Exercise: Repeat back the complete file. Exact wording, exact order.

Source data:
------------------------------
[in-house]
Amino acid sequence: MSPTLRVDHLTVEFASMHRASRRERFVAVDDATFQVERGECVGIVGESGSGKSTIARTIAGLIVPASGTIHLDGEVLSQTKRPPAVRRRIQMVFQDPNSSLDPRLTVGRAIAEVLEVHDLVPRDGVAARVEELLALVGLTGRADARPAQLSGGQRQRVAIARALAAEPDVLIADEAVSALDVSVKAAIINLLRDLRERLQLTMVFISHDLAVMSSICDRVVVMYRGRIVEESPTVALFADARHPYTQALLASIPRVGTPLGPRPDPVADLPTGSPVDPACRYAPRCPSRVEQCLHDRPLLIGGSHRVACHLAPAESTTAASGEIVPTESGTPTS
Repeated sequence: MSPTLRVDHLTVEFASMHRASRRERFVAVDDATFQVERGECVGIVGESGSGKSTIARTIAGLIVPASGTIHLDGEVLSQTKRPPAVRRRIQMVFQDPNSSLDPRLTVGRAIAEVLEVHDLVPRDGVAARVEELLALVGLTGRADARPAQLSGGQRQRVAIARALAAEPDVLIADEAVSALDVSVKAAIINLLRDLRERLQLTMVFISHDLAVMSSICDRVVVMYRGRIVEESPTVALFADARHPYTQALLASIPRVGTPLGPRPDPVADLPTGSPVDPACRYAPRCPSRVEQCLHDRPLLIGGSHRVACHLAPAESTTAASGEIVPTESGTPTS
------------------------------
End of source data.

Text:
[in-house]
Amino acid sequence: MSPTLRVDHLTVEFASMHRASRRERFVAVDDATFQVERGECVGIVGESGSGKSTIARTIAGLIVPASGTIHLDGEVLSQTKRPPAVRRRIQMVFQDPNSSLDPRLTVGRAIAEVLEVHDLVPRDGVAARVEELLALVGLTGRADARPAQLSGGQRQRVAIARALAAEPDVLIADEAVSALDVSVKAAIINLLRDLRERLQLTMVFISHDLAVMSSICDRVVVMYRGRIVEESPTVALFADARHPYTQALLASIPRVGTPLGPRPDPVADLPTGSPVDPACRYAPRCPSRVEQCLHDRPLLIGGSHRVACHLAPAESTTAASGEIVPTESGTPTS
Repeated sequence: MSPTLRVDHLTVEFASMHRASRRERFVAVDDATFQVERGECVGIVGESGSGKSTIARTIAGLIVPASGTIHLDGEVLSQTKRPPAVRRRIQMVFQDPNSSLDPRLTVGRAIAEVLEVHDLVPRDGVAARVEELLALVGLTGRADARPAQLSGGQRQRVAIARALAAEPDVLIADEAVSALDVSVKAAIINLLRDLRERLQLTMVFISHDLAVMSSICDRVVVMYRGRIVEESPTVALFADARHPYTQALLASIPRVGTPLGPRPDPVADLPTGSPVDPACRYAPRCPSRVEQCLHDRPLLIGGSHRVACHLAPAESTTAASGEIVPTESGTPTS